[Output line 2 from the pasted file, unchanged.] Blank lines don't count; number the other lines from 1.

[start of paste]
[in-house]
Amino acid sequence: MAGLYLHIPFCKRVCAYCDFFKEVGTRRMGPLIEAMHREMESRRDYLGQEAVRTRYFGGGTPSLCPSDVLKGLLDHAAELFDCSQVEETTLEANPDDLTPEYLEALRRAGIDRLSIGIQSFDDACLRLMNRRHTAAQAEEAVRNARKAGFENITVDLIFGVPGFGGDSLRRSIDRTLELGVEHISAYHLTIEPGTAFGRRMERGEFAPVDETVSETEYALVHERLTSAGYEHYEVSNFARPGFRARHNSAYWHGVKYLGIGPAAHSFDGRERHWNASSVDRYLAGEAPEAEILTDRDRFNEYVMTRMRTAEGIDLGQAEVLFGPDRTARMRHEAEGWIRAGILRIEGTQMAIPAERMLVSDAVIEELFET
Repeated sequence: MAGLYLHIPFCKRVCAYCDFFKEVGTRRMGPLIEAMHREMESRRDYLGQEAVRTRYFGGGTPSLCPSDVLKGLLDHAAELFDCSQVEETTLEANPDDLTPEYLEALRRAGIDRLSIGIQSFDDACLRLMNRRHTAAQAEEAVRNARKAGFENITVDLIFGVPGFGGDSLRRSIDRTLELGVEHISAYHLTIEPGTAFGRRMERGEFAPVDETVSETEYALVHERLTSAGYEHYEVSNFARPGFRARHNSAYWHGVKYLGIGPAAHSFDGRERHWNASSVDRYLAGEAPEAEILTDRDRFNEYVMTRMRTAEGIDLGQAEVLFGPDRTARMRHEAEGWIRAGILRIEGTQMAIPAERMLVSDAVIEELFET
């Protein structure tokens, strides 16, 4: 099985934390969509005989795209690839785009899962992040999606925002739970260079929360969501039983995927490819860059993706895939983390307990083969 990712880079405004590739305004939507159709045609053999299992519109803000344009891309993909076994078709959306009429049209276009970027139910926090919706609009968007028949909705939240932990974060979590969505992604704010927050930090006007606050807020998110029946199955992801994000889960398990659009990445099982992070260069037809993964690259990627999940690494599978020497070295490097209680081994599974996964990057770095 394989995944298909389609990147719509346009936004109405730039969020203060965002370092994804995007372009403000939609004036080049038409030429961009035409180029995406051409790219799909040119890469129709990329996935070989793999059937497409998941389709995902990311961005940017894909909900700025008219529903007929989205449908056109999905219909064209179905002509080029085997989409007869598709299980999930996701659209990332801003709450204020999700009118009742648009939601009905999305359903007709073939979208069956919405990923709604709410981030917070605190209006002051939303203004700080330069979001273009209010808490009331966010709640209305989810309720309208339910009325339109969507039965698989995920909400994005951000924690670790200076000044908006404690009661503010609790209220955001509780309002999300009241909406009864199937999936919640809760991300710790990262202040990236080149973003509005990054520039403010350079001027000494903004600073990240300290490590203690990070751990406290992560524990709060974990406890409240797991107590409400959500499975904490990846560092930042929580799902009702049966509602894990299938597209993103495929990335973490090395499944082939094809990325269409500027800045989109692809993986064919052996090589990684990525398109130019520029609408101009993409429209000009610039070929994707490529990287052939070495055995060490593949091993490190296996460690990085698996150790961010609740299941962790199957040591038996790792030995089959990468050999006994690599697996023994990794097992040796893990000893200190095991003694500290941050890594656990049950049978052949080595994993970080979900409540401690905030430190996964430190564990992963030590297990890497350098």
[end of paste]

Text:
Amino acid sequence: MAGLYLHIPFCKRVCAYCDFFKEVGTRRMGPLIEAMHREMESRRDYLGQEAVRTRYFGGGTPSLCPSDVLKGLLDHAAELFDCSQVEETTLEANPDDLTPEYLEALRRAGIDRLSIGIQSFDDACLRLMNRRHTAAQAEEAVRNARKAGFENITVDLIFGVPGFGGDSLRRSIDRTLELGVEHISAYHLTIEPGTAFGRRMERGEFAPVDETVSETEYALVHERLTSAGYEHYEVSNFARPGFRARHNSAYWHGVKYLGIGPAAHSFDGRERHWNASSVDRYLAGEAPEAEILTDRDRFNEYVMTRMRTAEGIDLGQAEVLFGPDRTARMRHEAEGWIRAGILRIEGTQMAIPAERMLVSDAVIEELFET